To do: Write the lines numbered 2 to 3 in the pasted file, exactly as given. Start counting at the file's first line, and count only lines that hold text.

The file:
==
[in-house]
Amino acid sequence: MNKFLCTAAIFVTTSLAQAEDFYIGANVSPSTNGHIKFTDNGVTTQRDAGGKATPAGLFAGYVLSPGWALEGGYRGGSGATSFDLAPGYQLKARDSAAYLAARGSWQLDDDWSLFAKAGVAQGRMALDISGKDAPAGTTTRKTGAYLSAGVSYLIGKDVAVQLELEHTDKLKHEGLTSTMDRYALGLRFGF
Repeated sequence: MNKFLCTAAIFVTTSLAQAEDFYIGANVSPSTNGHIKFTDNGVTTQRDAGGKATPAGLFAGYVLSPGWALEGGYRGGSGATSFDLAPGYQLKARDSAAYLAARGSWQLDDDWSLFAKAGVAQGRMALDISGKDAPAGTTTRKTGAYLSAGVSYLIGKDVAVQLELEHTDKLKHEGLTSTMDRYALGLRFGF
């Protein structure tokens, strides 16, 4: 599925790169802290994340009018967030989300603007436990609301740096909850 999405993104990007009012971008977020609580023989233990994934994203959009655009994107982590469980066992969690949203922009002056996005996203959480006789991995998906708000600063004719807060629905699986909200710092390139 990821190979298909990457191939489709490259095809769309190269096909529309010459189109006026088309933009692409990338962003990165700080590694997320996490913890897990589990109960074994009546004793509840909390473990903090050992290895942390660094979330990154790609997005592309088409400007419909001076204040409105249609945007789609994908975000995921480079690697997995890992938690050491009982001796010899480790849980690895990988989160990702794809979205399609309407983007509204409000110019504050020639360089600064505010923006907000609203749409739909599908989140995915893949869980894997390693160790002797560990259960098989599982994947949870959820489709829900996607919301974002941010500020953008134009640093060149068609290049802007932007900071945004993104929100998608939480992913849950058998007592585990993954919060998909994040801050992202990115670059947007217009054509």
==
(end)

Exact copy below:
Amino acid sequence: MNKFLCTAAIFVTTSLAQAEDFYIGANVSPSTNGHIKFTDNGVTTQRDAGGKATPAGLFAGYVLSPGWALEGGYRGGSGATSFDLAPGYQLKARDSAAYLAARGSWQLDDDWSLFAKAGVAQGRMALDISGKDAPAGTTTRKTGAYLSAGVSYLIGKDVAVQLELEHTDKLKHEGLTSTMDRYALGLRFGF
Repeated sequence: MNKFLCTAAIFVTTSLAQAEDFYIGANVSPSTNGHIKFTDNGVTTQRDAGGKATPAGLFAGYVLSPGWALEGGYRGGSGATSFDLAPGYQLKARDSAAYLAARGSWQLDDDWSLFAKAGVAQGRMALDISGKDAPAGTTTRKTGAYLSAGVSYLIGKDVAVQLELEHTDKLKHEGLTSTMDRYALGLRFGF